The continent dismantling.
I go to its shores, the outer
reaches of a fracturing hand.
I go to its shores to feed the black swans.
The violinist on the corner plucks
strings with his thumb.
The streets are a dress for your daughter—
I walk with her alongside the sun-blazoned beach,
her hand wrapped gently around my finger.
I plant lanterns in a dark garden.
Set bowls of milk out to draw the birds.
I listen to the radio for the names of the missing
then turn away from the mirror to call your lost name
as a white crescent moon turns the pages of light
and an old woman folds my dark photograph.
She is folding a swan from the black
her palms, blows birds
like dry leaves towards the pond
where two women drift by
in a raft of reeds, green
ribbons braiding shut their blue
into the mollusk of my ear, whispers:
she landed two daughters
on a glittering shore by blowing
white sand from the creases
of her palms. Small birds opened
in her mouth—
The city is a ship in a bottle. Streets glitter, fracture; clouds pass through buildings like ghosts. An old man is pushing a walker up the gutters of Telegraph Hill. Dense fog spills over studded chimneys, flickering rooms, women smoking cigarettes behind wedding shrouds. A banker throws himself in front of a commuter train during rush hour traffic. It is Tuesday. An old woman in a yellow raincoat is scanning high wires for her shoes. It is Tuesday. I tow my trash to the curb. The moon unsheathes from the clouds: all is tilted towards the sea.
Disassembled by the sea, the skeleton of a city
collects itself around me. Avenues
murmur with dark beating wings; in their waves,
the names of the missing and drowned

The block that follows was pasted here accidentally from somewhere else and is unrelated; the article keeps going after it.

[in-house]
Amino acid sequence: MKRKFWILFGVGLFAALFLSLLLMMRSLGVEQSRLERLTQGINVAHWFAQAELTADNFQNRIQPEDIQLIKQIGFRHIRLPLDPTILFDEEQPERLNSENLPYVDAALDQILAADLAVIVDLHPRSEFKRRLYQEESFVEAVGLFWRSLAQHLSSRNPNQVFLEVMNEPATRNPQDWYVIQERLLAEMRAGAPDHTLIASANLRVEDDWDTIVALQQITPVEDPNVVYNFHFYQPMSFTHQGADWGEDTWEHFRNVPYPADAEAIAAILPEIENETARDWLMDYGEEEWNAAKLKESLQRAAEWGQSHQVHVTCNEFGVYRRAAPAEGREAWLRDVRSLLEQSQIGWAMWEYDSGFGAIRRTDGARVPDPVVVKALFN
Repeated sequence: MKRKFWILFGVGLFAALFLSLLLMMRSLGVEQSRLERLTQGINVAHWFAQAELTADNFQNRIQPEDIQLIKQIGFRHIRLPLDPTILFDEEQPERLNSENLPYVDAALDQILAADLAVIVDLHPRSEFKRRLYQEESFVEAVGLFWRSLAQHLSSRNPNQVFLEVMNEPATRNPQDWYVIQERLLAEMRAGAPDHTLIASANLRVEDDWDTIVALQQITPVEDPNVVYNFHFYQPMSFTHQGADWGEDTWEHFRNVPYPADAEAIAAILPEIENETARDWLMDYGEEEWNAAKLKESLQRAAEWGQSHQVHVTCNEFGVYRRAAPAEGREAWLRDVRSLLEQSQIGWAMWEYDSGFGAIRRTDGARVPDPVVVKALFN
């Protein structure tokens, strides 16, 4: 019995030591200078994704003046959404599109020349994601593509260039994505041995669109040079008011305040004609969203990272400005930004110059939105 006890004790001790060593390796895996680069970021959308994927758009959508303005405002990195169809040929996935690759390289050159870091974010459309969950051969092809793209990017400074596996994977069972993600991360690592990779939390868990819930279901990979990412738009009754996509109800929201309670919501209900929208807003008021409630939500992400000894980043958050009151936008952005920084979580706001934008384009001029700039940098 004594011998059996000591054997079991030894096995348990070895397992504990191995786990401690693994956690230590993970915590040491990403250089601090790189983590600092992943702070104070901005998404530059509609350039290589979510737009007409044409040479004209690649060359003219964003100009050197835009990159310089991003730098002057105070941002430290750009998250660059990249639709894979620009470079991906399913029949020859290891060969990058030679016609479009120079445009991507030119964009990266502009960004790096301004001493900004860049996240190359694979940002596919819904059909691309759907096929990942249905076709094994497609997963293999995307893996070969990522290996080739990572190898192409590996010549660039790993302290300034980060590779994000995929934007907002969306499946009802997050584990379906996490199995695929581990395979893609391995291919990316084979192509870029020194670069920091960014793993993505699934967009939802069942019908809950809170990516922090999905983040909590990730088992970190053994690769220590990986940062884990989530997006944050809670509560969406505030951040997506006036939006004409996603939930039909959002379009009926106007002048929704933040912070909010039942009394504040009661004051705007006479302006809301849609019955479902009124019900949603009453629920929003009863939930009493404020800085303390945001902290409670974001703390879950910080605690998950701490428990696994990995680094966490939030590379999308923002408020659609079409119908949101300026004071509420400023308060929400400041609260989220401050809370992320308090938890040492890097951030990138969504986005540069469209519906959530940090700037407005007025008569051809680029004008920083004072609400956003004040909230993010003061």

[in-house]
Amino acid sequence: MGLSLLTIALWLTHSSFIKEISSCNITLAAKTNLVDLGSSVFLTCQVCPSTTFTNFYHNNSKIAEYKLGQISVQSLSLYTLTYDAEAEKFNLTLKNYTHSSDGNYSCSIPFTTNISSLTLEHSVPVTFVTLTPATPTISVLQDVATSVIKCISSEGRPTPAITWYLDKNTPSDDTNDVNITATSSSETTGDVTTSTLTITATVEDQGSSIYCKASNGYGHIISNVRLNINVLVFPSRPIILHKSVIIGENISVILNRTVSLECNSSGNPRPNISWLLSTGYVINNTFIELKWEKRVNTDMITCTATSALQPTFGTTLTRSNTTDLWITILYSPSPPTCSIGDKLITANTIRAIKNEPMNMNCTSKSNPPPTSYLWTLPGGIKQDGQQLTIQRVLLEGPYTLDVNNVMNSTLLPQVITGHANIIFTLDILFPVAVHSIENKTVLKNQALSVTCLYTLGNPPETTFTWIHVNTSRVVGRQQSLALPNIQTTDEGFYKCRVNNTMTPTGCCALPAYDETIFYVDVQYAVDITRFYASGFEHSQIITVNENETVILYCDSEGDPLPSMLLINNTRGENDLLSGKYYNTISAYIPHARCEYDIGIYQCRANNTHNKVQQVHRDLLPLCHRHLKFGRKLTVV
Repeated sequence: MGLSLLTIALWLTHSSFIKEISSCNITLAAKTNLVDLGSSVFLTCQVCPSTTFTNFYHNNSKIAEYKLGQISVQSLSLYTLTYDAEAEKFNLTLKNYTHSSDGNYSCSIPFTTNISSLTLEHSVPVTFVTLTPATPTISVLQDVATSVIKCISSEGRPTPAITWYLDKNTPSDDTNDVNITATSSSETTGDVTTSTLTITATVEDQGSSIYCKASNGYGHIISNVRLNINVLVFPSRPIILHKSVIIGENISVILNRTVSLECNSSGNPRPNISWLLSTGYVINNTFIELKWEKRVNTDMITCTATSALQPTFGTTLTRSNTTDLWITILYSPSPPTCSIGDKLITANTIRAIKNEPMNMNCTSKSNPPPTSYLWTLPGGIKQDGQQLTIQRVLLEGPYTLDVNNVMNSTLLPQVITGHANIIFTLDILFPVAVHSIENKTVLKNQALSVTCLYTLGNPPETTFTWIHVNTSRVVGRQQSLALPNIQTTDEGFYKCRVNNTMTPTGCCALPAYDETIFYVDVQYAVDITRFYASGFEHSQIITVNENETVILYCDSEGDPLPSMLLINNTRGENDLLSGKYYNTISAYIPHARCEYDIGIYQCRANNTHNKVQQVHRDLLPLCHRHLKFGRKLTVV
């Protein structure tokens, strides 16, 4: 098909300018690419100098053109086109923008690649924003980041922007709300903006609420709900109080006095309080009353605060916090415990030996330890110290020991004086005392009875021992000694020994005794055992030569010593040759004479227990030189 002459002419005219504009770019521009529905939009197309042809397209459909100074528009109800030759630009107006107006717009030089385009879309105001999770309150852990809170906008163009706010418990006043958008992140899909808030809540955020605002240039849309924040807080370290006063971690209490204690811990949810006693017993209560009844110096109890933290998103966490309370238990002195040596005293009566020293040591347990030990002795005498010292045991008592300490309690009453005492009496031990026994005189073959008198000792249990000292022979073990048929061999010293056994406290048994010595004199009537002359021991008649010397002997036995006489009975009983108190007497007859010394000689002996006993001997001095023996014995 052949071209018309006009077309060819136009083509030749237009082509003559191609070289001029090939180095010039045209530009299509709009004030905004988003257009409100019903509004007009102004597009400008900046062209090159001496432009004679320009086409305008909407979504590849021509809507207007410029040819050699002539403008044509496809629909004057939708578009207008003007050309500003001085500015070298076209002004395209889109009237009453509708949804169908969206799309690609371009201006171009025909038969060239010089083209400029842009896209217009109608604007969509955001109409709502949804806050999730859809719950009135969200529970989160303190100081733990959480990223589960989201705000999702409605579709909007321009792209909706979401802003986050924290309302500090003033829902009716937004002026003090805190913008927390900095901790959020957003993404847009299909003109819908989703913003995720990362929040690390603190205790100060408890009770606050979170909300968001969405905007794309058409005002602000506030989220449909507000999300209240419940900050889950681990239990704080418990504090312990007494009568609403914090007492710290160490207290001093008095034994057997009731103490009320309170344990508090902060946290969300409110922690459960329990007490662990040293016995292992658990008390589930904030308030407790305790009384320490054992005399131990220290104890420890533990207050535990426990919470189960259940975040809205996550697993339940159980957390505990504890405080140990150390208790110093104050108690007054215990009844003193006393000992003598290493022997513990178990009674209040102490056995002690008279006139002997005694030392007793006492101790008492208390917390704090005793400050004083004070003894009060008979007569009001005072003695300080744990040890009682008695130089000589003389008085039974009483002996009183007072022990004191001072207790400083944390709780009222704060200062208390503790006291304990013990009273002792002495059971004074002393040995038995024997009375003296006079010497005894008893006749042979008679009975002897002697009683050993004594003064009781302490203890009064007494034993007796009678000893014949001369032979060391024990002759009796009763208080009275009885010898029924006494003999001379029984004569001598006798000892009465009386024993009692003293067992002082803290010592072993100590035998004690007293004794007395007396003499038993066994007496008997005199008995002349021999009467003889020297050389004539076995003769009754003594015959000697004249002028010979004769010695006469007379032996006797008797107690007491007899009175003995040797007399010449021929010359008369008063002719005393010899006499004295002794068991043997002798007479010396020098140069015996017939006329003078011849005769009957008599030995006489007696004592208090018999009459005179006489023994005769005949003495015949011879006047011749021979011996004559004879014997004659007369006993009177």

are too distant and deep in the ground
to decipher. It is possible to disappear
from that which has disappeared.
Crashing against a slate gray shore,
an arrangement of seashells
washed upon the beach as dawn
rustles awake the hillside’s weeds.
What is this continent but a memory
remapped each morning.
The old woman plucks a gardenia.
Afloat in a liquid world, she says,
she was seasick with the restless beating of birds
circling the moon that she carried inside her.
When she opened her watery limbs
to break the skin of the sea,
her breath of sweet wind
became sand. The birds
scattered from her hands.
Her body split into continents.
Her last breath became the name of all things.
The city with her rudders and sails
sluices north through restless waves.
Gliding oars across the sand,
she spreads silk over the cracked
glass world. Rain-clouds
shatter into particles of sun.
I awake to the relentless thrumming of pigeons,
the slow drum of rapturous weed banks.
How sea carries only the forgotten
to shore. I arrange blue stones
around the boundary of my feet,
fold the photographs into two black swans,
drop them among the gardenias and reeds
where a woman lays flattened, her blue beak open.
On the treadmill by the window on the corner of 1616 and De Haro, I name the pigeons, high wires, green car, blue. There must be other names for metal boxes, electrical labyrinths rigged across the sky. Other names for blue. Other than sea. Not all birds that live in the city are pigeons. Not all are birds. I strap myself into the rowing machine. What an exile. What dry land, wet air, flowers in window boxes.
In the twilight gray of the visible world
where I gather eelgrass
tangled in foam,
weave a raft of seaweed
beneath the churning fog;
where the shore is ambiguous
and clams rock shut—
I blow sand from my palms
with a sweet-wind breath.
Then there is only one woman in the sea, and me
in the fog of a coastal city, unclipping
blue dresses from the wind that abandoned me,
bended sideways at the blustering shore,
looking for footprints in receding sand.
Loneliness is an element like water or
air. It is Tuesday. Alone on a park bench
at the edge of the continent, I watch
the streets of heaped glass sift and
shimmer in the fast-moving clouds as the city
steals back her blue memory with her teeth.
There is no sea here.
Only what is still
has memory. In the pond
two black swans
shatter my reflection.